Data, Money, and Regulation

The Innovation Dilemma

Data, Money, and Regulation

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Big data and the data science revolution have spawned new technologies and analytical approaches that have changed the course of many businesses—and could change the course of the banking industry. In this O’Reilly report, Cornelia Lévy-Bencheton examines the effects of three landmark laws enacted since 2002, and how regulation has led banking away from the type of data-driven changes other industries are making.

Lévy-Bencheton explains that the financial services industry is a jerry-rigged patchwork of inelegant, kludged systems and incompatible, outdated technologies seriously needing overhaul. But the new regulations have made the industry risk-averse, leaving big data investments and other innovations low on the list priorities.

With this report, you’ll explore:

  • Why banks need to create a data-driven culture and technologies matching the customer experience delivered elsewhere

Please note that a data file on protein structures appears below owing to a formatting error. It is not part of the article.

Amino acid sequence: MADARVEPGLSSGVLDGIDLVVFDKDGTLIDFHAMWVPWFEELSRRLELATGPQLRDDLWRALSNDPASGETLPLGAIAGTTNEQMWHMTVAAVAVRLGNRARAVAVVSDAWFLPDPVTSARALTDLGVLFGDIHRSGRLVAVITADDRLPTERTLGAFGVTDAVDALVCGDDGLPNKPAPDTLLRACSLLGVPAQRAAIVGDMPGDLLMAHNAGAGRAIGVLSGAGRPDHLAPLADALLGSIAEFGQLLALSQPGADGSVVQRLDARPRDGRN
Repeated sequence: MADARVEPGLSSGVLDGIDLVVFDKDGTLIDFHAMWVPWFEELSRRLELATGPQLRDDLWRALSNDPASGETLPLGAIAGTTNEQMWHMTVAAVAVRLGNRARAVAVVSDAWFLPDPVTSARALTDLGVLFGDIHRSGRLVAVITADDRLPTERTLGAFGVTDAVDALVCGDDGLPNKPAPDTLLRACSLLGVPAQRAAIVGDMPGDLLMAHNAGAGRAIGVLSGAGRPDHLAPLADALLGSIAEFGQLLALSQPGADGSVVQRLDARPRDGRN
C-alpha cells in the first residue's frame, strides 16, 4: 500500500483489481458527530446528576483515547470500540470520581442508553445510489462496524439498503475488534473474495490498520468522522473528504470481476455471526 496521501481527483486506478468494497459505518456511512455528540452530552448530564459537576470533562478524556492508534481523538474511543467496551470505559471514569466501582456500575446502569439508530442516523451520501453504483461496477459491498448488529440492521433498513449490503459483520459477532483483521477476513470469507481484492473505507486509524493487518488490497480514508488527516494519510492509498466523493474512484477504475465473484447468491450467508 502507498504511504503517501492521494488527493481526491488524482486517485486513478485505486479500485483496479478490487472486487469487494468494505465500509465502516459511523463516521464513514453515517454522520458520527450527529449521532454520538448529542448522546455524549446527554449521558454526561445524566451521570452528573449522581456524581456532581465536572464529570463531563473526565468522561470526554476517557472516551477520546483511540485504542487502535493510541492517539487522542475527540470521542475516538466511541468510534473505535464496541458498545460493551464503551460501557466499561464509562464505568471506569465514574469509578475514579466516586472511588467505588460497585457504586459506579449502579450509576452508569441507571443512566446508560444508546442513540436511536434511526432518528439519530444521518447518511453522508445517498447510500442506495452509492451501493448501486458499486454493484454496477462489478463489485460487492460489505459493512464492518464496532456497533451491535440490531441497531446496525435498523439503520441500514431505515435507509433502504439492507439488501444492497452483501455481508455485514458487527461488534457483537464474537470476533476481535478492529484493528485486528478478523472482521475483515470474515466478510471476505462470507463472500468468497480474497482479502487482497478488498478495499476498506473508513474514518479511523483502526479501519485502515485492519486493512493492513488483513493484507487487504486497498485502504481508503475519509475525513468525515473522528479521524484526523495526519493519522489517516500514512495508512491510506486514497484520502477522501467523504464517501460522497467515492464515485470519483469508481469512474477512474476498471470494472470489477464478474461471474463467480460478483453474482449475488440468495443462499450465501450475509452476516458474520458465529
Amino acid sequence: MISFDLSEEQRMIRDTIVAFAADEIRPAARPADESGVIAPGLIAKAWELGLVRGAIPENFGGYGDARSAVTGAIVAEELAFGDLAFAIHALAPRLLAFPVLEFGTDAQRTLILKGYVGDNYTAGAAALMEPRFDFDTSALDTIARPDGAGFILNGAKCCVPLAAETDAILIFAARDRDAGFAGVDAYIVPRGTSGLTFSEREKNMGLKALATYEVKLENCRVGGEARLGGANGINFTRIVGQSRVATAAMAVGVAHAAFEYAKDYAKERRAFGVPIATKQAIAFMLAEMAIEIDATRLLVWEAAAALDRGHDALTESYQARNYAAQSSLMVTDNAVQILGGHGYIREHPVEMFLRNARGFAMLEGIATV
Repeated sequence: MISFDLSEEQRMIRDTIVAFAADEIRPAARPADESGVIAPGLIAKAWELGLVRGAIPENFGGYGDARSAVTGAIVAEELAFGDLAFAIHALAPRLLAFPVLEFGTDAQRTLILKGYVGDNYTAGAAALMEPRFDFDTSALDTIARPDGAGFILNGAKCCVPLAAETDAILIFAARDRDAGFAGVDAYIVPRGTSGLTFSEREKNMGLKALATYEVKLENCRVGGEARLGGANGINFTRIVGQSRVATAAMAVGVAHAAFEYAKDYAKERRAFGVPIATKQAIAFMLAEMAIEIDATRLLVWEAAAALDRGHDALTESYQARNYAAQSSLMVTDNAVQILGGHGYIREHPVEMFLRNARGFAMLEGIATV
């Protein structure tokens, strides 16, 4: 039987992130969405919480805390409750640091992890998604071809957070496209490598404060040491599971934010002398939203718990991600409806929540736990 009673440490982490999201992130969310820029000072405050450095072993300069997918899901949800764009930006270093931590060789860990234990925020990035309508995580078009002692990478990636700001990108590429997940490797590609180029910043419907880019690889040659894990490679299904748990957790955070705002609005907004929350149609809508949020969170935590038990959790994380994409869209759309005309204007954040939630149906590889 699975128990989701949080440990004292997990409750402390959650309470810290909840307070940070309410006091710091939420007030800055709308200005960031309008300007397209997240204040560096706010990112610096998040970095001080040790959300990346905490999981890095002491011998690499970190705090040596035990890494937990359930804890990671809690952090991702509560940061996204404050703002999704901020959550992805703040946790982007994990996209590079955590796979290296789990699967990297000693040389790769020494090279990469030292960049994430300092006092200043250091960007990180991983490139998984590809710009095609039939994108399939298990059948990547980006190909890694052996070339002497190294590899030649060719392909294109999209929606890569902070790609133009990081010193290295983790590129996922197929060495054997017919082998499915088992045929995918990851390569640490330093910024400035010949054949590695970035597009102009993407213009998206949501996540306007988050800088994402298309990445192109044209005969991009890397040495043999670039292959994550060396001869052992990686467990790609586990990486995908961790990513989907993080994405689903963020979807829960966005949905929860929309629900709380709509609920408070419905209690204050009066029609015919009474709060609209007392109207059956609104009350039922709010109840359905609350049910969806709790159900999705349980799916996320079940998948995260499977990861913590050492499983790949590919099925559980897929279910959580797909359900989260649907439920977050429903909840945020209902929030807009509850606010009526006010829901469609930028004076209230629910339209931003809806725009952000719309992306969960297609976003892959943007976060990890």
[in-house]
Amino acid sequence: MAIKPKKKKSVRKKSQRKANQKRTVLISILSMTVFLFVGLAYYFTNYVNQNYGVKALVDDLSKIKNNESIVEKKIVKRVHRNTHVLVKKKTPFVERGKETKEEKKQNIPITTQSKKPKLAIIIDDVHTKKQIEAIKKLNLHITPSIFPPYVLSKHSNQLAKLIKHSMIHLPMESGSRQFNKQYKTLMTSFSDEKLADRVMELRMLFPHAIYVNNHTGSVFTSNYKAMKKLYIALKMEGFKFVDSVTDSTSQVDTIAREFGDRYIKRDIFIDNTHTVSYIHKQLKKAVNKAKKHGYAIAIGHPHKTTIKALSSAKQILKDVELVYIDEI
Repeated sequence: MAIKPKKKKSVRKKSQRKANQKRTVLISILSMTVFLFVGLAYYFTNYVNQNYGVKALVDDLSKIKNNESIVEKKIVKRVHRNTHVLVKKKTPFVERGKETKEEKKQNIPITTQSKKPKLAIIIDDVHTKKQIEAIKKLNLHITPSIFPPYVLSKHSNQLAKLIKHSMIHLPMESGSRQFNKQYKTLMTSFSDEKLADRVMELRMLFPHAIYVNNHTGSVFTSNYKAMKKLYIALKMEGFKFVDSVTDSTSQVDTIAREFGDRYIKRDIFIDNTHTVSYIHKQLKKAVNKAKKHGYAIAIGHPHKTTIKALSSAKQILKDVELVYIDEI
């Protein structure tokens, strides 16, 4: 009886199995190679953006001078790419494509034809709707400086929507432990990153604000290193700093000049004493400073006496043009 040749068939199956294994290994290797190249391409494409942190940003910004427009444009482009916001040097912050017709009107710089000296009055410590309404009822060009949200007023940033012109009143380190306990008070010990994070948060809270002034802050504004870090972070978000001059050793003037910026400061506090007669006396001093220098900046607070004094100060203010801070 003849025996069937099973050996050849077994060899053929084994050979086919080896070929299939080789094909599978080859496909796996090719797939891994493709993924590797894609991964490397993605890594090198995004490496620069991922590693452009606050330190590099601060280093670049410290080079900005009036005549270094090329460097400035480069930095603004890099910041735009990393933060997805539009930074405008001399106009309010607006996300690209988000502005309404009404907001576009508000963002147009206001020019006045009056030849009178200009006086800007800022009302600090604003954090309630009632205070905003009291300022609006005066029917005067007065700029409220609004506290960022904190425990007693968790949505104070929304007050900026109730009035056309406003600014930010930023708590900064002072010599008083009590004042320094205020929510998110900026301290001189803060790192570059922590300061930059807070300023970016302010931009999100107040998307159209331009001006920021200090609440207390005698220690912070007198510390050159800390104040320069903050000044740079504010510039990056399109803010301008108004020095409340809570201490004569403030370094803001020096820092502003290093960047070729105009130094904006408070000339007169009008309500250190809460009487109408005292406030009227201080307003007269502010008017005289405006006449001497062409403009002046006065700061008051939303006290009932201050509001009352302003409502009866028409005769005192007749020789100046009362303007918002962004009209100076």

• How staying competitive is a challenge that needs to be addressed through innovation within the industry, as well as with financial technology (FinTech) startups and accelerators
  • Why spending that emphasizes compliance rather than technology is chronic in the banking industry and, ultimately, regressive

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Cornelia Lévy-Bencheton

Cornelia Lévy-Bencheton

Cornelia Lévy-Bencheton is a communications strategy consultant and writer. Her prior work client-side in decision support, marketing and research informs her current consulting practice to help companies optimize business performance. As a data warrior, her conclusions are evidence-based. She brings data to life with insights, leveraging graphics and visualizations.

Ms. Lévy-Bencheton has held senior marketing and strategy positions in well-known financial services firms, is currently on the Board of The Data Warehouse Institute, Tri-State Chapter, (TDWI) and the Board of the Financial Women's Association (FWA). She earned her MA from Stanford University, MBA from Pace University and holds several advanced certificates from New York University.

Cornelia works with firms where the impact of disruptive technologies and associated cultural challenges open up new opportunities and necessitate refreshed strategies. She concentrates on social media, analytics, big data, business intelligence, performance management and collaborative networking.